The special difficulties associated with reliably diagnosing breakthrough pain in cancer have been demonstrated in an international study of cancer pain characteristics and syndromes. Therein, the prevalence of breakthrough pain in cancer varied according to the nationality of the researcher.22 Similarly, variability in the clinical criteria used by physicians to identify breakthrough pain in cancer was also observed in a second multicenter national survey study. The authors found that the identified prevalence of breakthrough pain in cancer differed depending on whether the diagnosis was made through physician evaluation (73%) or with an assessment tool (the Questionnaire for Intense Episodic Pain [QUDEI], 66%).23

Figure 1
Figure 1

Algorithm for diagnosing patients with breakthrough pain. Reprinted from Davies AN, Dickman A, Reid C, et al. The management of cancer-related breakthrough pain: recommendations of a task group of the Science Committee of the Association for Palliative Medicine of Great Britain and Ireland. Eur J Pain 2009;13:331-338, with permission from Elsevier.

Citation: Journal of the National Comprehensive Cancer Network J Natl Compr Canc Netw 11, suppl_1; 10.6004/jnccn.2013.0211

Assessment Tools for Breakthrough Pain

A systematic review of the literature in 2010 conducted on behalf of the European Palliative Care Research Collaborative identified 10 tools to assess breakthrough pain, 7 of which were discussed but have not been made available and have only been used in 1 publication.11

The Breakthrough Pain Questionnaire (BPQ) was the first tool developed to assess breakthrough pain and is the tool most frequently used.11 The BPQ was designed to assess breakthrough pain in patients with cancer,12 and then later modified for use with patients who have chronic noncancer pain and have been prescribed opioids long term.24 The tool assesses the temporal characteristics of breakthrough pain and its severity, location, pathophysiology, cause, precipitating and palliative factors, and relationship to the regularly scheduled analgesic through patient self-report.12 The BPQ has been used in epidemiologic and pharmaceutical studies13,25 but has not been validated,11 and the format has been greatly modified since its creation.26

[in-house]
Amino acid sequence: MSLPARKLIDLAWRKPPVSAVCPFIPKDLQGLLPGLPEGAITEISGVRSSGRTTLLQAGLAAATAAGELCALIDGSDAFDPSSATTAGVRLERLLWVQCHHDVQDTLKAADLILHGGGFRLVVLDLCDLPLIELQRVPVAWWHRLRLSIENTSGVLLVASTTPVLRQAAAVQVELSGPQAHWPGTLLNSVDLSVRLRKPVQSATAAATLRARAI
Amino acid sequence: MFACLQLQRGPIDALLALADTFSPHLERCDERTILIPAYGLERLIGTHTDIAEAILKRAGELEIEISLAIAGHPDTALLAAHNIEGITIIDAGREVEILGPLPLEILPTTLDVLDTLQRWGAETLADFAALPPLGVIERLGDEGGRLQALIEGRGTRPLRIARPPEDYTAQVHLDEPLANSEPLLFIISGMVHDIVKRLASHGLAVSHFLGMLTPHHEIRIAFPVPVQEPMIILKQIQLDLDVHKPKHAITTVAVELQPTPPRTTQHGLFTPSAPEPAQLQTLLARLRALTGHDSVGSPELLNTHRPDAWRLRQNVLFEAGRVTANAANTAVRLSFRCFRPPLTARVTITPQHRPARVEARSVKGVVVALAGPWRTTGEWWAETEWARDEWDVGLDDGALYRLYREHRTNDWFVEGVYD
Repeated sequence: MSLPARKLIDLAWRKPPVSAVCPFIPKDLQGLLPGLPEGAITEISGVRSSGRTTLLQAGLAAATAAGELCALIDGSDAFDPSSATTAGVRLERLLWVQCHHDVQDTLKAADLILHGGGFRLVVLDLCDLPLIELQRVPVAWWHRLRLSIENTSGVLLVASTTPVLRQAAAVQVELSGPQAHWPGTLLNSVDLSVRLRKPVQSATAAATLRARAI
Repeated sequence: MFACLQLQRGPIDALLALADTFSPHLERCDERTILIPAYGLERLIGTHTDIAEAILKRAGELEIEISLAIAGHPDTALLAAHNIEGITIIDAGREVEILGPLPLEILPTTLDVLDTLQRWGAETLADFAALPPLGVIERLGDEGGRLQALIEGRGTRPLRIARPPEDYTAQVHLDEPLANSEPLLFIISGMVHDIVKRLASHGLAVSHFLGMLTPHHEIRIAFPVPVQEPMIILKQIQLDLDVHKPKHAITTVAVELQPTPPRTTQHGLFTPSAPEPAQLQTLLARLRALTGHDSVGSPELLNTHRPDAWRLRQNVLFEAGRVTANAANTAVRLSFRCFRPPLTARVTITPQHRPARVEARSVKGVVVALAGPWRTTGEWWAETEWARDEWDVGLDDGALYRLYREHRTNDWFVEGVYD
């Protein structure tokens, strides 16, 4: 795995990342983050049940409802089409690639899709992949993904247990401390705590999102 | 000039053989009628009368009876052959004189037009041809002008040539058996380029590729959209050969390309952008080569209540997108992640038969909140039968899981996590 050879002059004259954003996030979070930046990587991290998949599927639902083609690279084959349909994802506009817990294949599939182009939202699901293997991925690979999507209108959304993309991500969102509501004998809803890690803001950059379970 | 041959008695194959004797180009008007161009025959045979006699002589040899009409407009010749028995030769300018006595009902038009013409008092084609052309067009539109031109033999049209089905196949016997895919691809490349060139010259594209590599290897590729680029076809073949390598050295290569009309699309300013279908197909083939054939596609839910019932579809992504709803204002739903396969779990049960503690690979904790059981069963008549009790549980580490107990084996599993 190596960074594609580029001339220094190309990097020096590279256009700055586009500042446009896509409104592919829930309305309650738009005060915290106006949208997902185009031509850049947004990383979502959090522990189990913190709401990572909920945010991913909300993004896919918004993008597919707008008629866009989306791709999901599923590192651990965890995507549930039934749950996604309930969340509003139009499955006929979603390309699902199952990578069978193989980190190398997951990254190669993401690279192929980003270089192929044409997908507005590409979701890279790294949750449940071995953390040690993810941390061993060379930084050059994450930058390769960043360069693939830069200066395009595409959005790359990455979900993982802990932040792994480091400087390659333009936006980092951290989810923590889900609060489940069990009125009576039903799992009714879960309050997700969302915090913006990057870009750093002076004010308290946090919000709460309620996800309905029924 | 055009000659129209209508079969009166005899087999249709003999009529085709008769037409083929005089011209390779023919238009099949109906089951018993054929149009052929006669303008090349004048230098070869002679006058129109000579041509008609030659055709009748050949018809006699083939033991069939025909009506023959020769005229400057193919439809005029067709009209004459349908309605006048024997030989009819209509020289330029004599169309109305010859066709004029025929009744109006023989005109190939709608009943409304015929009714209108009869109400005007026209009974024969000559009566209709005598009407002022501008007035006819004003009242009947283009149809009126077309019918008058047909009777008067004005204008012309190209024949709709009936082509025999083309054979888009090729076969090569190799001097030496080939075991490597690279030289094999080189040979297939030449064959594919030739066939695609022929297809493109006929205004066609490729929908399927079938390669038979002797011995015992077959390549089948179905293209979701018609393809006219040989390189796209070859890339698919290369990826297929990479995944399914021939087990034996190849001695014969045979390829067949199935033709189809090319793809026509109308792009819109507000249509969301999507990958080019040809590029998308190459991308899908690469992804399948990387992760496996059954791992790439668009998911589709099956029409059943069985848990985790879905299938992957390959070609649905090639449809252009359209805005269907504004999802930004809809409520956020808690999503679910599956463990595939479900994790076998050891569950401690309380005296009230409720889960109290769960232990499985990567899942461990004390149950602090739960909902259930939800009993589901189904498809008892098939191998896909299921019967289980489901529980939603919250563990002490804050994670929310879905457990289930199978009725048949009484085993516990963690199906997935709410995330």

Table 1

Questions to Characterize Breakthrough Pain

Table 1

The Alberta Breakthrough Pain Assessment Tool was developed using a Delphi process involving review by an international group of experts followed by pretesting with think-aloud interviews of 9 patients with breakthrough pain in cancer.27 The patient self-report section of the tool surveys the relationship of pain flares to background pain, and probes details regarding sources of relief, along with querying about breakthrough pain timing, frequency, location, severity, quality, causation, and predictability.27 It was designed specifically for research purposes.

The Episodic Pain Documentation Sheet is a useful clinical tool that was originally used at a hospice in London28 and is completed by the health care provider.11,28 This single sheet briefly assesses pain origin, pathophysiology, location, severity, timing, predictability, and precipitating factors.28 This tool has not been validated.

One more recent attempt to validate an instrument for diagnosing breakthrough pain in cancer involved an Italian multicenter study23 that compared the use of a modified version of the original Portenoy and Hagen questionnaire (the QUDEI) combined with an algorithm versus physician clinical judgment. One limitation of this study was that patients with moderate baseline pain intensity (a score of 6 on a 0-10 numeric rating scale) could be diagnosed as having breakthrough pain. This is, however, an operational definition; the pain intensity score for considering that baseline pain is controlled could be set at less than 6, a more demanding level, without changing the characteristics and the validity of the questionnaire.

Currently, no tool exists for assessing breakthrough pain that has undergone independent clinical validation, although the Alberta Breakthrough Pain Assessment Tool underwent a validation process during its development.27 However, a new clinical assessment tool for breakthrough pain, the Breakthrough Pain Assessment Tool, was recently developed and validated (A. Davies, oral communication, 2012).

Management of Breakthrough Pain: Recent Guideline Recommendations